There are some pages around on turning an arduino into a programmer using avrisp500. I've done this and it is a fine solution for 2008. But I need one that will work when I hit "upload sketch" in 2007. To that end, I took the Arduino bootloader code and the bootcloner and fused them together into a programmer that uses the old and ill conceived stk500v1 protocol to program mega8 and mega168 devices (possibly 48 and 88 too).

From my point of view, the nice parts about a programmer like this are:
  • I don't need to put serial ports on my boards.
  • I don't need to put reset buttons on my boards, or reach over and press it to reload.
  • I don't have to wait for the bootloader timeout. Upload finishes and it runs immediately.
As fate would have it, I used the same pins for functions as the avrisp500 so you can replace its firmware to use it with avrdude if you need to do that sort of thing.

Beyond the basic programmer functions, I've added a few niceties along the way (only when running on a 168, ran out of space on an smiley-cool, but I wonder if there oughtn't be more. You can connect to the serial port directly and issue commands to do these things.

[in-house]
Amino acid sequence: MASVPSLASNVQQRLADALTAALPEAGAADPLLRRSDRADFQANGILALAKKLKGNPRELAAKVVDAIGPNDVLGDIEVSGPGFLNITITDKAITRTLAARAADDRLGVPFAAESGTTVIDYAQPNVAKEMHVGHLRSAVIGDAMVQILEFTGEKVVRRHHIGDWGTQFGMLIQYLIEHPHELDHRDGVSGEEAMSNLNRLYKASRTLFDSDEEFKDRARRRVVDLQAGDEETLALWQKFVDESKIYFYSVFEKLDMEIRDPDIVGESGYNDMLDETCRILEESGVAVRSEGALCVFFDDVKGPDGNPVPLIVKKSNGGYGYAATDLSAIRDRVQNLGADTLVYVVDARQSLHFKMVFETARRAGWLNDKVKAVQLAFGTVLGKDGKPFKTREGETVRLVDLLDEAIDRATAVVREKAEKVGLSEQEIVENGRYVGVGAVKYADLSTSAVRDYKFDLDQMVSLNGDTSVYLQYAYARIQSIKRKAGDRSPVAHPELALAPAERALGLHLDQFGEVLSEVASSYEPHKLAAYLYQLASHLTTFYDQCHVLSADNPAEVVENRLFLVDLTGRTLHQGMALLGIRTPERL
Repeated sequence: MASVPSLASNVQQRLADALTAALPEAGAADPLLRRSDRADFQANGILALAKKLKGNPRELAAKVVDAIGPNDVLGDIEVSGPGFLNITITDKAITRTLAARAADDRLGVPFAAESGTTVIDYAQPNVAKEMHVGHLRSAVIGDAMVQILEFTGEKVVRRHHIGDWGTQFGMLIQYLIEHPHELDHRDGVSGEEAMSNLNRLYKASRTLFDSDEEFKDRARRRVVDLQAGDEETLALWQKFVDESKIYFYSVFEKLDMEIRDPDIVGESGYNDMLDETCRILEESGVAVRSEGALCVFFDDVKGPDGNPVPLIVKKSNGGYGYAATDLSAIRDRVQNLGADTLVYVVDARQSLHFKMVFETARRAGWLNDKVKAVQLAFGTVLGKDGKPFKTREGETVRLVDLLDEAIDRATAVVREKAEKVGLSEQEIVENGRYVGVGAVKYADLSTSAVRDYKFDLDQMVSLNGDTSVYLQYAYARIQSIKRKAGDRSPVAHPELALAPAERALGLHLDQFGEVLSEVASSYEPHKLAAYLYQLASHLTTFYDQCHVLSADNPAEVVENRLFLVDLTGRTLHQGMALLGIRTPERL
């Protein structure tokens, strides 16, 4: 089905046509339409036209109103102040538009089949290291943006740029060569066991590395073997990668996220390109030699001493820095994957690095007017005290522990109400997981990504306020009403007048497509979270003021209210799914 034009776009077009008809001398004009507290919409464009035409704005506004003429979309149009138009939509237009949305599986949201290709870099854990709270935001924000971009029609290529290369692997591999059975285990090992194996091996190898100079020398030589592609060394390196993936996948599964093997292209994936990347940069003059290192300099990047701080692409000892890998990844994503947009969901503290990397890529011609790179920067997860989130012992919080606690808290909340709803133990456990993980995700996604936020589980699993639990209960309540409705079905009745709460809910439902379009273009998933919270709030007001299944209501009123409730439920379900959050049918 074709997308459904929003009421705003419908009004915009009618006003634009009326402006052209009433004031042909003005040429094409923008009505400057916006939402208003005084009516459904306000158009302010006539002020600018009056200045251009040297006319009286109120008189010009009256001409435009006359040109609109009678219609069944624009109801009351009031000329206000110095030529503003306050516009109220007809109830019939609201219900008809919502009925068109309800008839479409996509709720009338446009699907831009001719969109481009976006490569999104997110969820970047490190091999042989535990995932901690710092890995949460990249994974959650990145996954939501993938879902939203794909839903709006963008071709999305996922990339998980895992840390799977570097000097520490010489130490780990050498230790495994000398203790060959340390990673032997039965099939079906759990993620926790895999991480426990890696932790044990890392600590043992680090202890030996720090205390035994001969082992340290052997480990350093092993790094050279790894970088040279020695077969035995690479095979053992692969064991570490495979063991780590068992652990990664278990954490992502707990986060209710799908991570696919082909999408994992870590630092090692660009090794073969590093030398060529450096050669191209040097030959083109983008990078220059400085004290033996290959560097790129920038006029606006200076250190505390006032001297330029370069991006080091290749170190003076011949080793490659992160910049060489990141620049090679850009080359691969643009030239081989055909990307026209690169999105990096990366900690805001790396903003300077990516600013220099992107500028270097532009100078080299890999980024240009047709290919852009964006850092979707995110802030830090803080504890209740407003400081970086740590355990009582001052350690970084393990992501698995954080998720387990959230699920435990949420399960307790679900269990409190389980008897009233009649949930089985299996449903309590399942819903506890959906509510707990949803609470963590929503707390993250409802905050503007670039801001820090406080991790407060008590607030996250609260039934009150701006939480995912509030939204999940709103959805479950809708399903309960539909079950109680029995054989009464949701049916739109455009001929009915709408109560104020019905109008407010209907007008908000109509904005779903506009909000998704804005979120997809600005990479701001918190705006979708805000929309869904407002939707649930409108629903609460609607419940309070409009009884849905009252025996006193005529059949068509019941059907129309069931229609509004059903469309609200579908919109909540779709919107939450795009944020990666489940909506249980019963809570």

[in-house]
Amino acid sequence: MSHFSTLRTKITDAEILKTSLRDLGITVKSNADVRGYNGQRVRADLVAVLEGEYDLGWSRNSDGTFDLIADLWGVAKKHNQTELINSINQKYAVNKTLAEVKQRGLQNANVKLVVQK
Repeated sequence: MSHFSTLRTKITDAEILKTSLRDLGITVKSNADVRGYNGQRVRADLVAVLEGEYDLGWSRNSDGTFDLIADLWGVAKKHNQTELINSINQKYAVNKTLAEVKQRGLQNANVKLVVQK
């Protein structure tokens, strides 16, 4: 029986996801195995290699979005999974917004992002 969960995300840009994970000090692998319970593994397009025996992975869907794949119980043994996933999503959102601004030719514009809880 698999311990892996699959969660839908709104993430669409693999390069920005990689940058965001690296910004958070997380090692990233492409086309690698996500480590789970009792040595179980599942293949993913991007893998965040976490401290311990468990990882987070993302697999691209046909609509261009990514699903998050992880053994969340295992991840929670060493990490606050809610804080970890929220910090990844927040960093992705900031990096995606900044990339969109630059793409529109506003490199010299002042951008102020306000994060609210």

• Examine fuses and lock bits.
  • Examine eeprom and flash
  • Remove bootloader (turn off bootrst bit)
  • Burn a test pattern into flash and eeprom
  • Erase chip
Things that could be possible but I wouldn't code unless someone thought it would be useful to them...
  • Turn virgin chip into an Arduino chip.
  • Select clock source.
  • Restore bootloader (and appropriate fuses)
  • Write eeprom
  • Echo data received over the SPI when the attached unit is running. (consumes high value pins)
  • Send characters to the attached unit over the SPI while it is running. (consumes high value pins)
  • Echo data received over the TWI when the attached unit is running. (more wires needed)